Michael Schumacher has admitted that Ferrari's new Formula One car looks conservative, but he says it is on-track performance that counts.
Schumacher has been struck by the distinctive design of the new Williams.
"It's a very interesting innovation, but at the end of the day it has to be quick enough," the world champion said.
"Our car looks similar to last year's and may not be as radical, but we will find out in the first race how good our rivals are."
Schumacher added that he expected the toughest challenge to come from McLaren in 2004.
"However, I don't know about Renault's and Williams' new cars. I'm aware things can change very quickly in Formula One," he said.
Schumacher said he thought this season could be even more difficult than last year, when he was taken to the wire by McLaren's Kimi Raikkonen.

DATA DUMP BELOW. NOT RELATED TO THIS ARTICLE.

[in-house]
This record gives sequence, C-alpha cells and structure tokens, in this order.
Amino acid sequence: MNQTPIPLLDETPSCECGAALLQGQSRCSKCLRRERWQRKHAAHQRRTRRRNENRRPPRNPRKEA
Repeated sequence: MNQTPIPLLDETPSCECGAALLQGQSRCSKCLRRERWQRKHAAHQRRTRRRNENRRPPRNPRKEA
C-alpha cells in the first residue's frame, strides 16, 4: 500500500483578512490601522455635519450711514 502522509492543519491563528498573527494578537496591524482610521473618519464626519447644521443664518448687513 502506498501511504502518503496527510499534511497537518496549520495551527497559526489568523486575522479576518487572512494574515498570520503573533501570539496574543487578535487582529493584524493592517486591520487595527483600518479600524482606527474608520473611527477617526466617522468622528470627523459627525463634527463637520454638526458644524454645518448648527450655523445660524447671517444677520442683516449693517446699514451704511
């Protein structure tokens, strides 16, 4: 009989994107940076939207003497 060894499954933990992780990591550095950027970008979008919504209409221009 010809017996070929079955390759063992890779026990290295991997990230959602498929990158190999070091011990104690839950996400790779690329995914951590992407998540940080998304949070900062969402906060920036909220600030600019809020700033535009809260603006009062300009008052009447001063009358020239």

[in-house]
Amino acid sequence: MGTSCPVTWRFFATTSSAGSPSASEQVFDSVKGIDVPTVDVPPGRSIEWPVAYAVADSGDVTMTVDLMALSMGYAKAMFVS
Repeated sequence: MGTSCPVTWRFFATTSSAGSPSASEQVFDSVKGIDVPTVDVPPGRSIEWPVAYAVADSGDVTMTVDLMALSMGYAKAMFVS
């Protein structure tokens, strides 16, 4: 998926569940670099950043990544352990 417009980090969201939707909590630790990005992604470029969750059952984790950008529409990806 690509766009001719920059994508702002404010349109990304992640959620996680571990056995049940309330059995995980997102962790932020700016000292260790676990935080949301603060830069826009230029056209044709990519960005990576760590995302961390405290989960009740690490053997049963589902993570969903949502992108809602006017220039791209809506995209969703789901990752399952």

"It might be true that its going to be a little bit more
difficult than it has been last year, although that's almost
impossible. But we'll find out," Schumacher said.
Ferrari number two driver Rubens Barrichello said his team's new car is "an evolution from last year while the Williams model, for example, looks more as a revolution as they need to
And technical director Ross Brawn is confident the new Ferrari, coupled with the team's never-say-die spirit, would keep them ahead of the chasing pack.
"One of the reasons why we are able to progress each year is stability," he said.
"It is that stability that bonds the team during difficult periods, such as in 2003, and grows from within."
Unlike Williams' innovative twin-keeled front end, Ferrari have stuck to a more traditional design.
Most of their efforts had been concentrated in making the engine more reliable due to the sport's new regulations.
The rules now demand that a driver use just one engine for the entire race weekend, meaning its working life must be substantially increased.
The car's aerodynamic efficiency has been improved by the use of lighter materials in the construction of the gearbox casing and rear structure.
As for the chassis, although completely new in shape, it is fundamentally the same.